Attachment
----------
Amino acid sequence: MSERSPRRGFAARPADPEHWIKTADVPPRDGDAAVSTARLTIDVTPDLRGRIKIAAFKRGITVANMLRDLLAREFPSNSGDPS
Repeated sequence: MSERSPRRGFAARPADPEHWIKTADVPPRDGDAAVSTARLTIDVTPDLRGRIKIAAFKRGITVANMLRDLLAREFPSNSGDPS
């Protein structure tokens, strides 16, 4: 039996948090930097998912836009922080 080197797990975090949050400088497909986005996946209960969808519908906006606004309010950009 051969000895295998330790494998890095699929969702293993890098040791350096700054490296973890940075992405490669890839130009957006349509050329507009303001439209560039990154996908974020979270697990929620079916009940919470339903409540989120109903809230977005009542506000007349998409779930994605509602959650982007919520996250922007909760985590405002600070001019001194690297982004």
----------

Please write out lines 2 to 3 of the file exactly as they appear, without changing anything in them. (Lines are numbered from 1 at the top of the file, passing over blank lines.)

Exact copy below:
Repeated sequence: MSERSPRRGFAARPADPEHWIKTADVPPRDGDAAVSTARLTIDVTPDLRGRIKIAAFKRGITVANMLRDLLAREFPSNSGDPS
């Protein structure tokens, strides 16, 4: 039996948090930097998912836009922080 080197797990975090949050400088497909986005996946209960969808519908906006606004309010950009 051969000895295998330790494998890095699929969702293993890098040791350096700054490296973890940075992405490669890839130009957006349509050329507009303001439209560039990154996908974020979270697990929620079916009940919470339903409540989120109903809230977005009542506000007349998409779930994605509602959650982007919520996250922007909760985590405002600070001019001194690297982004």